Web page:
Yeah. I had that story about how I actually got to get to go to Emerson. Basically I had discovered that I wanted to become an actor down at the University of Miami. And I loved Miami but I wanted to just dive fully into the pool of what I wanted to do. I woke up one day. I was like, you know what? I want to do this for a living. I want to do this professionally. I want to be trained. I want to be surrounded by this. And I thought about transferring. I really did. And I was talking with actually that same ex girlfriend - we met down in Miami when we were both students there and she had wanted to transfer and she was like, "There's this great school where I'm from called Emerson College." And I was like, "That sounds really nice." And they have a film program I was looking into. I looked at the website. I'm like, "That is like... Look at the creativity and look how much I could grow there." And I literally just put it into the universe. I was like, "You know what? I would love to go here. How can I get there?" About a week later, I see in the newspaper, it was literally in a newspaper and was like, "Emerson college is having regional auditions at Miami Beach."

Chen Tang:
And David Krasner was holding auditions there and I signed up, I prepared a monologue. I rehearsed it and worked it and just did my best. And I was like, "My God, this could be the thing that gets me there. This could be the thing." And then, so I went there, went into the hotel lobby, did the whole thing, and did my thing. Acted my piece and David just looks at me and he was like, "Where did you say you're from?" And I was like, "Well, I'm actually going to school here." And he's like, "You want to transfer?" I was like, "Yeah, that would be great." And he just looked at me and he was like, "Well, I think you're very talented. And I'm going to do my very best to get you to Emerson College." Yeah. That's how I was like, "My God, I'm flying on a cloud nine” And then I actually booked that ticket right in. And that was it. And I was like this must be sign from the Universe, you must go.

Terri Trespicio:
I mean, you did put it out there. I'm just saying.

Chen Tang:
Yeah. 

Terri Trespicio:
And he was like, "Chen, I have one question for you. Do you own a coat? Because you can..."

Chen Tang:
Yeah. Do you need to learn about the hat game and the sock game and the layering game.

Terri Trespicio:
So that man was really... If we're lucky, we have a few people in our lives that really change, help change the course of it.

Terri Trespicio:
Well, let me take you to our last question. And it's the one I ask everyone, which is, what do you think it means to make it? Or what does it mean for you to quote make it? And how will you know when you get there?

Chen Tang:
I think making it as a mindset, I really do. I know that sounds fruitfully artsy-fartsy. I think making this a mindset because for me, I feel I've made it every day even when I was starving and broke. And when I moved to New York and it was freezing, and just [inaudible 00:42:10] stamps and stuff, I still knew that I was like, I'm just pursuing my dreams, man. That is making it if you really think about it.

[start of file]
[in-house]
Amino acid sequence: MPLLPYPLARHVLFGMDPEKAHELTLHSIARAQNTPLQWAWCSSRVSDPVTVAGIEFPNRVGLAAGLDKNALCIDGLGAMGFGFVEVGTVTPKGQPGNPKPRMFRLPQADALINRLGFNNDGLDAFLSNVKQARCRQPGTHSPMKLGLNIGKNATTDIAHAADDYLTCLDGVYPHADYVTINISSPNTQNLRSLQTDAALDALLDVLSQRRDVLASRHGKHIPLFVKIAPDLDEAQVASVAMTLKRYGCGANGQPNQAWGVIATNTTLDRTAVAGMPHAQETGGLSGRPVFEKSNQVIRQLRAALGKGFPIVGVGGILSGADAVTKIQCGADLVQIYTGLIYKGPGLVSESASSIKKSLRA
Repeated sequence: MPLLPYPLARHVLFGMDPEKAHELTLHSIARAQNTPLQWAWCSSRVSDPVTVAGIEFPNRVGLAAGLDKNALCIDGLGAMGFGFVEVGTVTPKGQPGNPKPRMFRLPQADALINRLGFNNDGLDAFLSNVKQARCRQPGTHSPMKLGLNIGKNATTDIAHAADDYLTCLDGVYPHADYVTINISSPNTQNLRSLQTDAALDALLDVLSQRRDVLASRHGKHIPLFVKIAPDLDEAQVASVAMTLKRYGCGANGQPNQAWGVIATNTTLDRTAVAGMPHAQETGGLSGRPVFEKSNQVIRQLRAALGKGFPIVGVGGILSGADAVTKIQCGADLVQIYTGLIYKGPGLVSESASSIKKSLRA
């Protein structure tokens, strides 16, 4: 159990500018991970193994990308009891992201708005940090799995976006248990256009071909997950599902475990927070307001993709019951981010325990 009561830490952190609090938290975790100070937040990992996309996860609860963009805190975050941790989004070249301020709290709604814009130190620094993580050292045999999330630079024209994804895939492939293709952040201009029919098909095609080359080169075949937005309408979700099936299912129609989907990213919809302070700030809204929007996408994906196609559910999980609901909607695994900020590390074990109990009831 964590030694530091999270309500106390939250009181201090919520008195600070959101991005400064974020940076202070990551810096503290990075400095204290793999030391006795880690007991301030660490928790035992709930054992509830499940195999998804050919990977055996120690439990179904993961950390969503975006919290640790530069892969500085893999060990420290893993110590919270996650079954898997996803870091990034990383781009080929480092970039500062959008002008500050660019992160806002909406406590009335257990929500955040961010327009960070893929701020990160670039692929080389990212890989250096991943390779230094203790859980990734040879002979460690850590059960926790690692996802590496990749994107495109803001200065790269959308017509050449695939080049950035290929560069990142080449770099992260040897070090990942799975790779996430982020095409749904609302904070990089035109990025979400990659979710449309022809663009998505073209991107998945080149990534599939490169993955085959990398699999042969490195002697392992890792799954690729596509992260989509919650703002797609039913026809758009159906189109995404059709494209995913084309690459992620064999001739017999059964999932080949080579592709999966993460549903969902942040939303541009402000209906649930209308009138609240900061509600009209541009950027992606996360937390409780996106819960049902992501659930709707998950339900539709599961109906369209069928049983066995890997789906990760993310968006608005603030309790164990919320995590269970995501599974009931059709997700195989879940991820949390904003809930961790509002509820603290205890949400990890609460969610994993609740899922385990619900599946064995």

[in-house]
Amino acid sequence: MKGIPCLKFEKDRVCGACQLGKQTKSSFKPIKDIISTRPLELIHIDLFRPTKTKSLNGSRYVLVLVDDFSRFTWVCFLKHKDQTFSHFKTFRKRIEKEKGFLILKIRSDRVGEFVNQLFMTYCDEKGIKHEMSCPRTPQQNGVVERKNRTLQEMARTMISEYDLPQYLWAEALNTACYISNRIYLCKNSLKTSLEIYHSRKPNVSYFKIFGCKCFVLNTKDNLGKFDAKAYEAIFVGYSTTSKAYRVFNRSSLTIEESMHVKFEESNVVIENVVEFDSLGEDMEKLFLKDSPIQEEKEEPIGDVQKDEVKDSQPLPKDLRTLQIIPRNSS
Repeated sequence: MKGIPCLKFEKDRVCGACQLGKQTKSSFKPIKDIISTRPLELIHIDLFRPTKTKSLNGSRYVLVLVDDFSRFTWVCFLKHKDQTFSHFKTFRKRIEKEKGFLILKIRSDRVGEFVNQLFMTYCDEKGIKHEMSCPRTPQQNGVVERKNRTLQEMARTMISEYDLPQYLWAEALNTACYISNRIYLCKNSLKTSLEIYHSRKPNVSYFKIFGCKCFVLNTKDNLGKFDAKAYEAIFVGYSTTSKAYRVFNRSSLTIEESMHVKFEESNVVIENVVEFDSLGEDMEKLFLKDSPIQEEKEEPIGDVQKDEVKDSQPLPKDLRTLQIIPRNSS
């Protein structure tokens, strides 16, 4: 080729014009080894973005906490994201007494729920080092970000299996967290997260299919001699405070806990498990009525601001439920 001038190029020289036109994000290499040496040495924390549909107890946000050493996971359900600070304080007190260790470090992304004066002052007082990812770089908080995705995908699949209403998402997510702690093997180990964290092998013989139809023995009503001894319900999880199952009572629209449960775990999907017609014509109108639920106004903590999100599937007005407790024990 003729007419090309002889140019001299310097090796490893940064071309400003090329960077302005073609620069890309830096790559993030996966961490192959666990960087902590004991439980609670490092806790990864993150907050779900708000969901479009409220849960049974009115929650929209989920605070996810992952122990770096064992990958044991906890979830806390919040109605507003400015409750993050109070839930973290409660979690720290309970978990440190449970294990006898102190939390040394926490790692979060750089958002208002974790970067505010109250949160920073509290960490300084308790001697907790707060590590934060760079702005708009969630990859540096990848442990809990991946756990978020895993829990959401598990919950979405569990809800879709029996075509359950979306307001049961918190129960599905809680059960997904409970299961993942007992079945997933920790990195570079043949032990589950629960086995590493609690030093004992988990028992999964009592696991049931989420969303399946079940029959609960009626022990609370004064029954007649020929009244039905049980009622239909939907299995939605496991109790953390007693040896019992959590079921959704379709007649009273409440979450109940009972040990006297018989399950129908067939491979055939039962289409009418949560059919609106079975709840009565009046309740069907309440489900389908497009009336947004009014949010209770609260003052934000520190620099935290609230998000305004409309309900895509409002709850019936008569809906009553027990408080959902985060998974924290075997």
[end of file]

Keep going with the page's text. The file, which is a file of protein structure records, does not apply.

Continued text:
Terri Trespicio:
And if you were to look ahead, someone said, "Guess what? In this year you're going to have this gig. You're going to be on this show." If someone could come into the past and tell you that, would you have said, "I guess that means I'm going to make it." In your mind, was making it, making the rent or was making it, making a career of acting.

Chen Tang:
I think making it for me would be whatever had been in my imagination and my heart to really, really feel full and complete, to achieve that for that to come into existence, that to me was making it. Whatever that might be. There's no judgment about that. If money isn't put into your fame or just doing what you love to do or having a big house, all these things, those are all part of it. And I welcome all of it. And to achieve that, once you achieve that, I have a real belief that then our hearts want to have something else and then you're in the pursuit of making it again.

Terri Trespicio:
So it's an ongoing thing. So I was going to say sounds like you made it Chen.

Chen Tang:
Hey, I'm honestly hesitant to say that sometimes.

Terri Trespicio:
You are. Let me tell you, everyone gets a little squirrely around this question, which is exactly why I ask it. It's okay to own the success. It sounds as if you've made it thus far.

Chen Tang:
I have. 

Terri Trespicio:
And you are going to continue.

Chen Tang:
Thank you for saying that because that is one of the things that I'm working on too, of just being to celebrate our successes as much as to remember our low points and quote unquote failures and whatever. I want to celebrate the successes and really experience pleasure as well as sadness and the good side and the bad side too because that's all a big part of our lives and I'm working on owning that and I'm honestly just, I'm grateful to be where I am. Every day I wake up and I'm just like, I try to get my attitude to say, "I did that. And wow that happened. I'm still in the pursuit." But I'm still like, yeah, what's the next thing? So that's always exciting to me too.

Terri Trespicio:
Still in it and he's got hat game and sock game people.

Chen Tang:
Yeah. I love it. Yeah. One more of those callbacks and that might be it. That might be it.

Terri Trespicio:
How can I know that? You make it so easy. Chen Tang, everybody. Chen thank you so much.

Chen Tang:
Thank you for having me. I really appreciate you.